With your alien fruit and love potions purchased, head back out into daylight and down the hill, cutting across Calle Chimborazo until you reach Calle Simón Bolívar. As you descend, stop at Colaciones Cruz Verde. Here, Luís Banda stands in the doorway of the shop that his family has owned for 103 years, his large copper pan hanging by a rope from the ceiling. In this great cauldron, peanuts and sugar roast over red hot coals, as is the process of making a favourite Quiteño snack, colaciones. It will take three hours to make a decent batch, but Luís is patient and has nothing he’d rather do than stand at his doorway, watching neighbourhood life go by. Behind him, a row of framed newspaper articles from the last century lines the walls.
A little way down, turn right onto Calle Imbabura, where you’ll find a shop selling religious statues of all sizes. The shop also fixes painted saints and figures of baby Jesus. The owner also paints the faces of ‘lastimados’ or injured people to improve the appearance and healing of wounds, some 60-70% faster, they say (it has something to do with the zinc in paint). If you’ve got a wound to heal or a blemish to hide, this is one of the more unusual things to do in Quito that few Quiteños will ever experience.
An Arch Beauty
When you reach Calle Rocafuerte again, head back down the hill until you come to the white and shining Carmen Alto church. Bridging both sides of the street, from the church to the Museo de la Ciudad, is the glorious Queen’s Arch, a majestic Colonial construction where locals seek shelter from the city’s frequent bursts of rain, as was intended when it was built in 1727. Running for cover from the rain is a classic thing to do in Quito.
The Queen that its name refers to is the Virgin of the Angels, an icon that is found in a chapel over in the former hospital where the City Museum now stands. She was worshipped by Mariana de Jesús, the country’s first saint, who happened to live on the same grounds where the church now stands. When Mariana died in 1645 and left her home to the Carmelite Nuns, the church they then erected in its place became so popular with worshippers that, during Saturday mass, people would spill out onto the street, getting drenched in the Quiteño showers. The arch was built to protect them, becoming a symbol of devotion for the city’s first saint.
The City Museum
If you turn right onto Calle García Moreno, set aside an hour-or-so to explore the Museo de la Ciudad, which was formerly Quito’s first hospital. It now acts as a monument to 500 years of the city’s rich and sometimes explosive history. Among the sunny yellow patios (over which the white towers of Santa Clara peep over, giving you a distinct sense of where you are) where the old pharmacy and operating room are preserved and displayed, you’ll find exceptional artworks, like the triptych in the staircase by contemporary Ecuadorian painter, Jaime Zapata. These three tortured paintings portraying the progression of the Spanish conquistadors depict beautiful indigenous warriors and hellish Spaniards, their skull faces contorted and grotesque.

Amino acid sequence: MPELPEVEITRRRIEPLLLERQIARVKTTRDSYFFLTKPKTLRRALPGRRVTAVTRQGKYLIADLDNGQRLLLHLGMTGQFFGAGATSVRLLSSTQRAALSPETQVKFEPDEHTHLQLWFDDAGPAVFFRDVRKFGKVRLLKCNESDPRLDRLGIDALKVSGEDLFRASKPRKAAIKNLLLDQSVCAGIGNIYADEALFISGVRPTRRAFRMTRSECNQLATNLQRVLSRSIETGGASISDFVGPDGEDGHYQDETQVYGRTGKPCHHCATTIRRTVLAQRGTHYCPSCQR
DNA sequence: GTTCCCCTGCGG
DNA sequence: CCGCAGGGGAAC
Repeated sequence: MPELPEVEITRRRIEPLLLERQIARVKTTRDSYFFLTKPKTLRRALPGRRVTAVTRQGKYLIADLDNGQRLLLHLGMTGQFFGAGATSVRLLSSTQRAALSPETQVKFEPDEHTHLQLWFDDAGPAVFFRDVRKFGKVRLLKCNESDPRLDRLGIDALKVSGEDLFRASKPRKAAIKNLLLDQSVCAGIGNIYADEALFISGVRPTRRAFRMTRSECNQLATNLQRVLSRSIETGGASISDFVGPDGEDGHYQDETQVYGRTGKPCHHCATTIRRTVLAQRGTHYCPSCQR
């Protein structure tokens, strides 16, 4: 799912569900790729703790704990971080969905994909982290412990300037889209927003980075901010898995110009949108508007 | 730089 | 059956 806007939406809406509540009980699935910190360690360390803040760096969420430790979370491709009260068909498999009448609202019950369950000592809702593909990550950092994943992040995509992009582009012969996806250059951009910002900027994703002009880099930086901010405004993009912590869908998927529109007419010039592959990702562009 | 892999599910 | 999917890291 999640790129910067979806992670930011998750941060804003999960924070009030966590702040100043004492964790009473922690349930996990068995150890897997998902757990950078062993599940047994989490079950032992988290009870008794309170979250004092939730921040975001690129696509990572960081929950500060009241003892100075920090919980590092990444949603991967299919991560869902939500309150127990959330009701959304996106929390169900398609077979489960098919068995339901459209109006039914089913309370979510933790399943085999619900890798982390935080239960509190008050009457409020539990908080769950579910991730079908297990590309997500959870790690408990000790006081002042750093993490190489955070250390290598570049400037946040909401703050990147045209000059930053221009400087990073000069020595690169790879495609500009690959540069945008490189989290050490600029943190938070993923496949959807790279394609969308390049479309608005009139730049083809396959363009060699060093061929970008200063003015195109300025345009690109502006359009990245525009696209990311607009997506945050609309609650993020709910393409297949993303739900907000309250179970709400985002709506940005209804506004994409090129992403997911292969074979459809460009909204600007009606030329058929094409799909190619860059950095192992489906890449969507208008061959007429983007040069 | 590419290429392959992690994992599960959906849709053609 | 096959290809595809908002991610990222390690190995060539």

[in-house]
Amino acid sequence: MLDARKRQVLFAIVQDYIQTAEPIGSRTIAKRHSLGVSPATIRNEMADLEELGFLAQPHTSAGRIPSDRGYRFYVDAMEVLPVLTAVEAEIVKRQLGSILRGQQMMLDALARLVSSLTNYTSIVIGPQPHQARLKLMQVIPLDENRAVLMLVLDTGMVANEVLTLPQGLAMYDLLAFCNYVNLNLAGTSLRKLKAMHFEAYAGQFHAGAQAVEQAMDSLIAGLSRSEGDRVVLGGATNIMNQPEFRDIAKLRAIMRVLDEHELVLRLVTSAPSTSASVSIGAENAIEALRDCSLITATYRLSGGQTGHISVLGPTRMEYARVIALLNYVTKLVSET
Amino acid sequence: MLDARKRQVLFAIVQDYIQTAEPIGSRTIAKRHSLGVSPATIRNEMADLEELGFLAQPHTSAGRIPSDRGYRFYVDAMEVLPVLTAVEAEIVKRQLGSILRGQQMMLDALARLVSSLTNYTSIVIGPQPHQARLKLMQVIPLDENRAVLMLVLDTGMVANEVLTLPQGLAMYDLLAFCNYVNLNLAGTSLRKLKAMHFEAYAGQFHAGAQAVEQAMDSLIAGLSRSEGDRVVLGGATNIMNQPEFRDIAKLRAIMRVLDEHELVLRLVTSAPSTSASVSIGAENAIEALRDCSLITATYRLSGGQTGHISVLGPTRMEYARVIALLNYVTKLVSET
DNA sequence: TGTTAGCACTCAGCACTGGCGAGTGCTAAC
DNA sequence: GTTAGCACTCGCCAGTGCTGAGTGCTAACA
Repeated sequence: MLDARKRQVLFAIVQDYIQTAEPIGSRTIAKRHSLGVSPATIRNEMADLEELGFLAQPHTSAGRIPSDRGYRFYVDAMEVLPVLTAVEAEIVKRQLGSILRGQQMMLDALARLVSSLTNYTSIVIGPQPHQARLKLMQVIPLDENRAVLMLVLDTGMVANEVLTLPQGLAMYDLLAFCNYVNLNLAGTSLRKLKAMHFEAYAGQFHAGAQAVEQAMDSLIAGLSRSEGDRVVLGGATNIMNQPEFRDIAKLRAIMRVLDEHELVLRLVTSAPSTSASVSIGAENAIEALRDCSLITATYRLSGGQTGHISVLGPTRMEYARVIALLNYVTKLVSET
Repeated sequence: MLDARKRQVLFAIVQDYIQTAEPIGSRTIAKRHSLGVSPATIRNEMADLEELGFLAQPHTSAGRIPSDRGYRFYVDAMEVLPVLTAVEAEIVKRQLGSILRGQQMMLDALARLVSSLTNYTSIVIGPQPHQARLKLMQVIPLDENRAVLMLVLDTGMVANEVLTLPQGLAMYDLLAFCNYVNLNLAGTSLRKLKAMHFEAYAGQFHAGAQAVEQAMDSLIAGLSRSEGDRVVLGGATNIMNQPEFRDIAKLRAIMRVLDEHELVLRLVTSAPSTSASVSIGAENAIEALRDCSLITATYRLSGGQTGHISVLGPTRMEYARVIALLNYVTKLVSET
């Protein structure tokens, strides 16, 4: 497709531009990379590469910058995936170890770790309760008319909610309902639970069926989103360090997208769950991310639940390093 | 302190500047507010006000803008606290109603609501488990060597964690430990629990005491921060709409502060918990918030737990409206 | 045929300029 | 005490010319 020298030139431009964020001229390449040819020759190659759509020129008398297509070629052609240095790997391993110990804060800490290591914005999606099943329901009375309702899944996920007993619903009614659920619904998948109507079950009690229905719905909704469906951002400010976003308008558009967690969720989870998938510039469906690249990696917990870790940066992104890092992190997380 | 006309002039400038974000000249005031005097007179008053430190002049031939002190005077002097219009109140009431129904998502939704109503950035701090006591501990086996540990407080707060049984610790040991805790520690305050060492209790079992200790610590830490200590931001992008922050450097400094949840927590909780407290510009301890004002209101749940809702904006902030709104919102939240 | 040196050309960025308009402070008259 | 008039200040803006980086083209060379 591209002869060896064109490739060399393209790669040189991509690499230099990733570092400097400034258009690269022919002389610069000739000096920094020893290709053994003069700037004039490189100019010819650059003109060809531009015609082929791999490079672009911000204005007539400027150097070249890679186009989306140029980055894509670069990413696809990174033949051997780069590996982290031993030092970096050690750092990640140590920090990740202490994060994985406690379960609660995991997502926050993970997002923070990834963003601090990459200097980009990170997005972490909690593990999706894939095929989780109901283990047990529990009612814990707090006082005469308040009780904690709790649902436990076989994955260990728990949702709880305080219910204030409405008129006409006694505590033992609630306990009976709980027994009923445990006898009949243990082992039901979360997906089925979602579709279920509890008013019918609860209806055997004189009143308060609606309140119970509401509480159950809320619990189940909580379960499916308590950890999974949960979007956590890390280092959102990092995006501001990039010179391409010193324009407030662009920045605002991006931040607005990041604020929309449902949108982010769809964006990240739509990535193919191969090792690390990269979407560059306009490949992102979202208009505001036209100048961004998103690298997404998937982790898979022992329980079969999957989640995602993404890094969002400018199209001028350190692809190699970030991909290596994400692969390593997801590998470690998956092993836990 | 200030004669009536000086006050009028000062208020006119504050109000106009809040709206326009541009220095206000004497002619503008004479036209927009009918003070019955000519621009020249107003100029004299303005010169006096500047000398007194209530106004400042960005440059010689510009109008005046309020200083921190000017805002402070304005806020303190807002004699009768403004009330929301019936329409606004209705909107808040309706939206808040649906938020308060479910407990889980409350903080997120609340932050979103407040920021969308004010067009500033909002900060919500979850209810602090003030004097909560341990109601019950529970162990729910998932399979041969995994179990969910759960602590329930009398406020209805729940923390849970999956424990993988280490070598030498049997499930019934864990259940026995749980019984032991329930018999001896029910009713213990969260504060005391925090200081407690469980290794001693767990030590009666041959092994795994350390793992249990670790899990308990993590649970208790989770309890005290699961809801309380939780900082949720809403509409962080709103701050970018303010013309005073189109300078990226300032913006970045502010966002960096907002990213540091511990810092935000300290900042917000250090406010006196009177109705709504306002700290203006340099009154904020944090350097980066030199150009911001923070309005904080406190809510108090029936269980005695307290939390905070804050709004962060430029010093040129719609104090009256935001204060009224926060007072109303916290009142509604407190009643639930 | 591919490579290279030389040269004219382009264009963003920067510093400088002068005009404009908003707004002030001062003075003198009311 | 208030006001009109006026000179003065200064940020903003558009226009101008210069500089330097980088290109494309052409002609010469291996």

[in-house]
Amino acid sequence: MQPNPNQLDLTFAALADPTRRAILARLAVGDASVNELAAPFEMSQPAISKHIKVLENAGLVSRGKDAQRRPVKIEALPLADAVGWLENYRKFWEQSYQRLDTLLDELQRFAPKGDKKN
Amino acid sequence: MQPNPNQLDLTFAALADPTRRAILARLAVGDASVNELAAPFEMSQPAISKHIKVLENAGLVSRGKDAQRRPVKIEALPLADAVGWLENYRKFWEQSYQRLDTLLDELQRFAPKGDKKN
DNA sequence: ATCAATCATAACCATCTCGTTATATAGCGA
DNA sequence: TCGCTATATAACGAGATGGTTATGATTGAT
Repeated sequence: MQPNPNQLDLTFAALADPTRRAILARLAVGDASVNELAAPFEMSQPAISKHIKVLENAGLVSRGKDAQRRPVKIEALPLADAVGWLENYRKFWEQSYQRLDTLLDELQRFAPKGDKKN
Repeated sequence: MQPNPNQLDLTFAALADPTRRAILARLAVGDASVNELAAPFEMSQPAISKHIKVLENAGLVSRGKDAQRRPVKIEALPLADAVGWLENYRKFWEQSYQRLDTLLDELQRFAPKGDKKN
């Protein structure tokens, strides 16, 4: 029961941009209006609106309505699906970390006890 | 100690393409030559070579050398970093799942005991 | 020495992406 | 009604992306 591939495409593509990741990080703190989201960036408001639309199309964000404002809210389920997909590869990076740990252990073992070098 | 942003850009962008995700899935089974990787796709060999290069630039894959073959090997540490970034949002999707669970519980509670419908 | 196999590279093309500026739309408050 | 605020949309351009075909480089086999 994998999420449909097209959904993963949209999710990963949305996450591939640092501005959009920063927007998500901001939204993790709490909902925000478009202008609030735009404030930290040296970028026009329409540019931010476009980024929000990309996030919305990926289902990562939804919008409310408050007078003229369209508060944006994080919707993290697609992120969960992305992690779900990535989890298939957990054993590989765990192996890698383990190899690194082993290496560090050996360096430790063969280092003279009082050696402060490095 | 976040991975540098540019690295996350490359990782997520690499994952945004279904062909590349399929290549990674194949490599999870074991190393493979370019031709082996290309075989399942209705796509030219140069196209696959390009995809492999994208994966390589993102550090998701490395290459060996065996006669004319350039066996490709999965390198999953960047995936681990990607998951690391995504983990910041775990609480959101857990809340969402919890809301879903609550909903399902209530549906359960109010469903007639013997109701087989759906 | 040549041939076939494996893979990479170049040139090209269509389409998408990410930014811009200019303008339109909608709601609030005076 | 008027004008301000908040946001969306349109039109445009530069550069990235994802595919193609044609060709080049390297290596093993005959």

There are also temporary exhibitions here, like the marvellous desMARCADOS, a tribute to indigenous protest, including a timeline, tapestries woven with revolutionary messages, and beautiful, moving photography.
In the back patio of the museum, a brilliant modern space that blends satisfyingly with the antique hospital, there’s an exit onto Avenida 24 de Mayo and on to La Ronda, another of the Old Town’s historic streets – exploring it is one of the unmissable things to do in Quito. Cross the metal bridge and take the stairs down onto the street to continue your adventure, or head back to the entrance to wind down your tour.
Back on Calle Rocafuerte, heading uphill now, spot the sweets, colaciones, and delightfully named caca de perro (dog poo), which is another peanut-based snack that will happily lead to tooth decay. On your right, you’ll pass a handful of shops selling opulent and elaborate robes, rich in the jewel tones of turquoise, mustard and scarlet, made in miniature, as if for a tiny pope.
These amazing outfits are destined to clothe the Niño Bendito, the Christ Child doll that Catholic families pass deferentially between members each Christmas. Though each family has its own specific traditions, each year has members buy brand new, dazzling garments. Some Christ Child dolls are dressed in military or police gear. These are bought by the religious armed forces, who have their own Christ Child displays.
Back to your Casa (Gangotena)
It’s only a short stretch before, once again, you come to Calle Cuenca where you can turn right and seek refuge in the oasis of calm right there in the hotel’s garden. Be sure to rest those weary feet and then quench your thirst with Casa Gangotena’s agua de frescos drink. It’s one of the most Quiteño things to do in Quito available!